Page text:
I’m taking part in a Writing Process Blog Tour this week, which I was invited to join by writer, illustrator and SCBWI buddy Katherine Lynas.
Without further ado here are four questions, complete with four answers…
1) What am I working on?
Illustrations for the third book in the series ‘The Misadventures of Edgar and Allan Poe’ by Gordon McAlpine. Book 2 was published by Viking Children’s Books last month and book 3, the final in the trilogy, is due out next year.
Illustrations for a 2-player board game called ‘Stormy Weather’ involving two scientists going head-to-head to control the weather in an increasingly chaotic bid to win a gardening competition. We launched the game on Kickstarter last month and, by the time you read this, will have about one day to raise about £9,000. We’re going to need all the help we can get so if you fancy finding out more click the link above for a peak.
I am also working on writing and illustrating a new picture book, which will hopefully be out in 2016. More details to follow as soon as official announcements can be made…
2) How does my work differ from others of its genre?
It is the only work to come to you direct from inside the head of Sam Zuppardi. There’s nothing else out there that can claim to pull off quite that same trick.
3) Why do I write what I do?
I write and illustrate children’s books because childhood is a fascinating time, because we never quite leave it behind and so thinking about childhood is always interesting and arresting. Thinking about childhood is a way of thinking about our selves, about how we build our identities, and the implications and consequences of that process. It’s an important time and writing and drawing about it feels like time well spent. Children need interesting and thought-provoking things to read from as early as possible. I like being involved with providing that.
4) How does your writing process work?
Well this is how things tend to work when I am writing a picture book:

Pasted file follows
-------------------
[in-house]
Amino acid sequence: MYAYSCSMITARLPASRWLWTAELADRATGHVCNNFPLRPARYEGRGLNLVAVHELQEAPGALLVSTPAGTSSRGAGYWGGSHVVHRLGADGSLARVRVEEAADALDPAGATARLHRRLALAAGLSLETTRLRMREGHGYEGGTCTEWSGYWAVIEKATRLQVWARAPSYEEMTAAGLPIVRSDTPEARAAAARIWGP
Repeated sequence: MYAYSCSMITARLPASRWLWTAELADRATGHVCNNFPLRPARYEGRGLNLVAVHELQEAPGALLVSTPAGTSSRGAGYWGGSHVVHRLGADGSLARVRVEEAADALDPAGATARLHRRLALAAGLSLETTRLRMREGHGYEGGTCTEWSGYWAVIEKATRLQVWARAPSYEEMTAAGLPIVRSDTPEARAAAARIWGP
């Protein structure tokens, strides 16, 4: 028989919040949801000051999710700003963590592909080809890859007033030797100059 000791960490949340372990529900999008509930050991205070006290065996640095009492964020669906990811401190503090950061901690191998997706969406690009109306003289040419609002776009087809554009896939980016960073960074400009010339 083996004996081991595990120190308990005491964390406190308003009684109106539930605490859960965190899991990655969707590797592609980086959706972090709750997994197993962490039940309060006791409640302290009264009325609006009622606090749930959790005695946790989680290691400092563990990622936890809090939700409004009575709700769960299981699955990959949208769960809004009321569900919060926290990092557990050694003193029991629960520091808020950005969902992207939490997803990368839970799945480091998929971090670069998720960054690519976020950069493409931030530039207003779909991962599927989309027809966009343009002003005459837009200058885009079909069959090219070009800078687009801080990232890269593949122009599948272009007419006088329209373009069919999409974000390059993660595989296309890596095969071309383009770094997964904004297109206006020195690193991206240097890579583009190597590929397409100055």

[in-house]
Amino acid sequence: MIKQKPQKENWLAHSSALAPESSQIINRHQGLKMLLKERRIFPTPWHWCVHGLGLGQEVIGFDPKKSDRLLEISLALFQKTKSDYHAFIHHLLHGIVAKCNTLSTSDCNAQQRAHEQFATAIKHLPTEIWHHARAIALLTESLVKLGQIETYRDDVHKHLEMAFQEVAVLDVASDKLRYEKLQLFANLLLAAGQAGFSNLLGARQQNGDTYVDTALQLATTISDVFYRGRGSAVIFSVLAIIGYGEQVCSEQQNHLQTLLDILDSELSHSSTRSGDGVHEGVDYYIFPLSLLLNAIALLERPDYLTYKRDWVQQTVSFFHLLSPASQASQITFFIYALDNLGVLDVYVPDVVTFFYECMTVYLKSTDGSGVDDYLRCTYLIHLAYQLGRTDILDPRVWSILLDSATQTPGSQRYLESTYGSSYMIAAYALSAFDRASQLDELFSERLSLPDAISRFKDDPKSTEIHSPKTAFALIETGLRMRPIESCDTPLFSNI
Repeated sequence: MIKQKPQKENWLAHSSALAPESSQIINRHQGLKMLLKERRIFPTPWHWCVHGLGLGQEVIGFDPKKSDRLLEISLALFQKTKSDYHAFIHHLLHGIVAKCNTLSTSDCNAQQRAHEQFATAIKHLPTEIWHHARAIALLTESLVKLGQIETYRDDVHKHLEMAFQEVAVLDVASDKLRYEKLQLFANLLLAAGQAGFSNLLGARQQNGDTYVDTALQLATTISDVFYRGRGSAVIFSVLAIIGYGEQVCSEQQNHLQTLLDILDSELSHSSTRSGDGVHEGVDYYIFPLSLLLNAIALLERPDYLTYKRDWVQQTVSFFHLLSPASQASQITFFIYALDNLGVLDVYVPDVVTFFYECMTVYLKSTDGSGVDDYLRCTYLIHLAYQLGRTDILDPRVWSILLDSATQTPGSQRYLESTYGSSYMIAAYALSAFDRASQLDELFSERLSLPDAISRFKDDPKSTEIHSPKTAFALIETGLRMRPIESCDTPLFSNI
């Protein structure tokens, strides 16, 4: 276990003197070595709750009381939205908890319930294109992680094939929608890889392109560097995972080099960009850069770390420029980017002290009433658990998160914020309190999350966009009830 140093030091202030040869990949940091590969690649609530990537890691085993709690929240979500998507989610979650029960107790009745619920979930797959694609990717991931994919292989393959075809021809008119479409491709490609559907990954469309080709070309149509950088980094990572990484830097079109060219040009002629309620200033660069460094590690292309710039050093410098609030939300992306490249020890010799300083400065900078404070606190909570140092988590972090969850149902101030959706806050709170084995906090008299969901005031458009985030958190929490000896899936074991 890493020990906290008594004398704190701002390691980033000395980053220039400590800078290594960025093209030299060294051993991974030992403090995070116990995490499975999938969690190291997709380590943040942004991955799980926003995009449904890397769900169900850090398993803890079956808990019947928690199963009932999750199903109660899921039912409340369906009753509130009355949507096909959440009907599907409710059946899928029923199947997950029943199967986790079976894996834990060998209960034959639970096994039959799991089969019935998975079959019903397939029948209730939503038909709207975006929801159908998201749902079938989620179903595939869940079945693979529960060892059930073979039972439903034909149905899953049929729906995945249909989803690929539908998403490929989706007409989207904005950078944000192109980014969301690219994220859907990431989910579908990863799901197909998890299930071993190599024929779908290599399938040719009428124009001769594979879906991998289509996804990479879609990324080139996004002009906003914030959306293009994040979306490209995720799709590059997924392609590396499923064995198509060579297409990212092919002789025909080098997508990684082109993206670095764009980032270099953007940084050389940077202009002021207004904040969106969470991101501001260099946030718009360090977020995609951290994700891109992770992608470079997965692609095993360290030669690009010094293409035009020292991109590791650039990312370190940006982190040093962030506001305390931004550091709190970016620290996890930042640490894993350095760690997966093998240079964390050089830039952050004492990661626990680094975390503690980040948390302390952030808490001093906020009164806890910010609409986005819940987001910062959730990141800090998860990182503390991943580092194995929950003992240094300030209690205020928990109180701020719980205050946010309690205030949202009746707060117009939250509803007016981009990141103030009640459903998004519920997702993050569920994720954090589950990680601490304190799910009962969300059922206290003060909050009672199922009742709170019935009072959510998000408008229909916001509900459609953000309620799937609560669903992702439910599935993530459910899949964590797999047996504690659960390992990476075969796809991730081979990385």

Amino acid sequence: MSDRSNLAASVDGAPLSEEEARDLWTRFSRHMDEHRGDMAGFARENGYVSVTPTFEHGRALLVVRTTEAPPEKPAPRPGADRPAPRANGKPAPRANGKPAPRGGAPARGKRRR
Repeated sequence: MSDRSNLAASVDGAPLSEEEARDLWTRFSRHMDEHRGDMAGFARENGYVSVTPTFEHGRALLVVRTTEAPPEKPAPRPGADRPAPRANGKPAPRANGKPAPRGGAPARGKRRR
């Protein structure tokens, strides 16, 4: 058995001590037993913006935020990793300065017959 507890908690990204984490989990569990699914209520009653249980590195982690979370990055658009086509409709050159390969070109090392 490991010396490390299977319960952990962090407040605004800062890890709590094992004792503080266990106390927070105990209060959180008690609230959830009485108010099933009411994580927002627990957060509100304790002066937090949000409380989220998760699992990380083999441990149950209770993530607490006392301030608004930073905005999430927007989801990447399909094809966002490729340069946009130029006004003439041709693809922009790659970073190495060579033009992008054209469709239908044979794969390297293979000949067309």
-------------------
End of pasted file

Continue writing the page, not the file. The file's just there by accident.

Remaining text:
I start with an idea for a story. Having an idea is about fostering a state of mind in which you are open to ideas, where ever they might come from. I write down the idea as quick as possible, even if it’s just a couple of lines or a random sentence. Sometimes I’ll sit and draft out an entire picture book and it all flows out beautifully. Other times it just stays as a line or two. I write on my computer, in sketchbooks, on the back of envelopes, whatever is to hand. The important thing is to get SOMETHING down in writing so I don’t forget it. Don’t kid yourself you’ll remember an idea you’ve just had. It may feel vivid and amazing and brilliant at the time but in a day or two you’ll not be quite sure whether you’ve remembered it correctly, and you’ll kick yourself. Also, it may not be as amazing and brilliant as you first thought. But if you haven’t written it down all you’ll have left is that memory of how amazing and brilliant it was and you’ll wonder if you’ve remembered it right. If you have it there in black and white you can reassure yourself it actually was a pretty lame idea after all, and move on. Even then you might find something new and exciting develops out of what you’ve written. Just get it in writing. You don’t want to be chasing the memory of how amazing the idea was, like a dream you can only half remember.
After the idea is written down I put it aside and think about other things for a few days or months or years. Letting things brew is really important. The ideas that have yielded the stories I’m most pleased with in the past have been the ones that have grown and developed naturally, without feeling forced. That said, you want to strike a balance between letting things brew and forgetting about them. You have to be able to hold stuff in mind without feeling something has to be done with it immediately. You have to trust in your mind’s ability to think while you’re not watching it. If you put an idea aside but allow it a corner in the back of your mind where it stays alive, your mind does incredible things. It stays with it like a puzzle and works at unfolding and developing it, until something clicks. When I feel that click I go back and write some more, add to the original stuff I wrote and see how it feels.
Finally, when I have draft I’m happy with, I leave it aside again and work on other things. The picture book world moves at a leisurely pace so there’s no rush. When the moment is right, I’ll send it off to my agent. From that moment the writing process becomes collaborative. Other people get involved – agents, editors, art directors. So from that point on it’s a whole different kettle of fish, and almost a different process altogether… I’ll tell you about it sometime.
If you’d like to follow the blog tour on from here, here’s where to go next:
Paul Morton is an illustrator, graphic designer and the creative force behind Hot Frog Graphics. With 33 years in the graphic design business he brings a wealth of knowledge and experience to every new project. CLick his name to visit his blog.
Mike Brownlow is the writer and illustrator of many children’s books, including the Little Robots series and Ten Little Pirates, which came out last year and has recently been shortlisted for the Nottingham Children’s book awards. Click his name to find his website.
Both Paul and Mike will be posting their tour entries some time next week or the week after so stay tuned. In the meanwhile, thank you for stopping by here.